A Hindi language film dealing with serious gender questions which we see missing from mainstream media.
While it is difficult to put this film into a specific kind of queer question, it does raise a serious gender question that tackles and points out how sports are a space that entertains gender binary as well as problematic notions of masculinity and femininity.
It shows how in sports the testosterone levels of women become some kind of a hindrance- a huge hindrance- in their pursuit of their careers in sports.
Rashmi, an Indian woman, with higher testosterone levels than is usually found in women is challenged by the authoritative figure of society and her wish to pursue her career in sports was also challenged. This movie deals with her fight, her story- the story of all women in a certain way, breaking all kinds of preconceived notions of womanhood and imposing patriarchal and heteronormative and misogynist structures of women in society.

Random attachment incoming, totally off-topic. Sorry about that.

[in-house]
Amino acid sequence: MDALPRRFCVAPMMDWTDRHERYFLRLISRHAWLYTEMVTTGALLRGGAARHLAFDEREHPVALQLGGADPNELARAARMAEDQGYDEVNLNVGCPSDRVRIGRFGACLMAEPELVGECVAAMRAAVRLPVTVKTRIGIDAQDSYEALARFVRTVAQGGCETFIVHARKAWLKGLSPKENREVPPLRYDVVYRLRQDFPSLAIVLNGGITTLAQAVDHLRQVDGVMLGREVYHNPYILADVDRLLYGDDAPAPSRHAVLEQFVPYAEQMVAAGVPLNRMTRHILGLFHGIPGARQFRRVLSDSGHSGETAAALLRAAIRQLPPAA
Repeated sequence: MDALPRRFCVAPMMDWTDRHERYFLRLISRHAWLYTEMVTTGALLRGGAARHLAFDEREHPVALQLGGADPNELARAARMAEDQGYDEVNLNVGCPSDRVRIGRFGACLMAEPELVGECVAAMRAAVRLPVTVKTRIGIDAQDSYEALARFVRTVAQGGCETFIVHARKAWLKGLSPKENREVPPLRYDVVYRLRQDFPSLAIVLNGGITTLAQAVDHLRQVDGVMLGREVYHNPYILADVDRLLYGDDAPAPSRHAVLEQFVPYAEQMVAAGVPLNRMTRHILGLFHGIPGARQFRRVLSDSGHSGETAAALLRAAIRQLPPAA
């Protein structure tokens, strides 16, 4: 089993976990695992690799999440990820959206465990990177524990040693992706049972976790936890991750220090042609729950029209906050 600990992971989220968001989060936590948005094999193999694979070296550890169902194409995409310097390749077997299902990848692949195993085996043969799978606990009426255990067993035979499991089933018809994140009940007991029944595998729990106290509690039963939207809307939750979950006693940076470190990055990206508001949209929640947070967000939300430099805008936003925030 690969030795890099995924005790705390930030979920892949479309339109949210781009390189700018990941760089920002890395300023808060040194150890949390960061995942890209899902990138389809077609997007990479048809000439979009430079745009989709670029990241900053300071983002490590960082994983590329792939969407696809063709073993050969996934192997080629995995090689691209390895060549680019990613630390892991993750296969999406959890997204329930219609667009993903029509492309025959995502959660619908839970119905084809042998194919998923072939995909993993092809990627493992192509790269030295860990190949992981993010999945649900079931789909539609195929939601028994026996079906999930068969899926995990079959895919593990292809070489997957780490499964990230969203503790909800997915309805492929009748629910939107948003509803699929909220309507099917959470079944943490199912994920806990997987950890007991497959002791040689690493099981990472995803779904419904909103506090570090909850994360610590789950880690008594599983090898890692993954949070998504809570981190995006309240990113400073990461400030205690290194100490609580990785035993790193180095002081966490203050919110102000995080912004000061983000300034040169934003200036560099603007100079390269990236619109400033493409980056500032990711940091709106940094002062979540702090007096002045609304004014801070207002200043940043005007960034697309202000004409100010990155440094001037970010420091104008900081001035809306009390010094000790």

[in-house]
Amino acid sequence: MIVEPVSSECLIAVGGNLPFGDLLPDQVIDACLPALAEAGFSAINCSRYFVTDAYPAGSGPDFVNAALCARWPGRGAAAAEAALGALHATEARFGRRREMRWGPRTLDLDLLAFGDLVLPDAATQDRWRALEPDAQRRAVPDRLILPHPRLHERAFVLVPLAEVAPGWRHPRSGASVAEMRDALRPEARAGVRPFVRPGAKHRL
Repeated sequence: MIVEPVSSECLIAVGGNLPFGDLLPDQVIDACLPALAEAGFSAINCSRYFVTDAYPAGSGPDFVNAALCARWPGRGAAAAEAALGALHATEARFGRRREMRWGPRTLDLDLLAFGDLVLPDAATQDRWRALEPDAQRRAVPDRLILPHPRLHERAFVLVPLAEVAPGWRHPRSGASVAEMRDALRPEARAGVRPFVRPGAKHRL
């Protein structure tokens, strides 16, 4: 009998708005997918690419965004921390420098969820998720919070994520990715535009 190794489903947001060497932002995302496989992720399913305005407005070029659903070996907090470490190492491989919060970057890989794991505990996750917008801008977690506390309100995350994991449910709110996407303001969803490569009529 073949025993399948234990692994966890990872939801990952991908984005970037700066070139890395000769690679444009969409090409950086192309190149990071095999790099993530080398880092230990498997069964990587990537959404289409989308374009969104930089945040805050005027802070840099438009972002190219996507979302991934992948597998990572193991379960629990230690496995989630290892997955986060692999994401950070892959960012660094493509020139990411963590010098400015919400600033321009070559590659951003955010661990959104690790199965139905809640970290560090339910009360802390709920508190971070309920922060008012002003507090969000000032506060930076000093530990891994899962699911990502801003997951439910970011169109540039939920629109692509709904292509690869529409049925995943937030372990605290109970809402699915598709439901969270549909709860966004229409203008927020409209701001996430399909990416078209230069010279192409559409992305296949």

Just in order to mention for mentioning’s sake- While women do have lower testosterone levels than males on average, a study of 2,000 Olympic competitors found that 4.7 percent of female athletes had testosterone levels in the usual male range, while 16.5 percent of male athletes had testosterone levels below the typical male range.
As a result, testosterone levels cannot be used as a gender indicator. Nevertheless, gender, not just because of these cases of exceptions- gender should never be a measure for the pursuit of anything.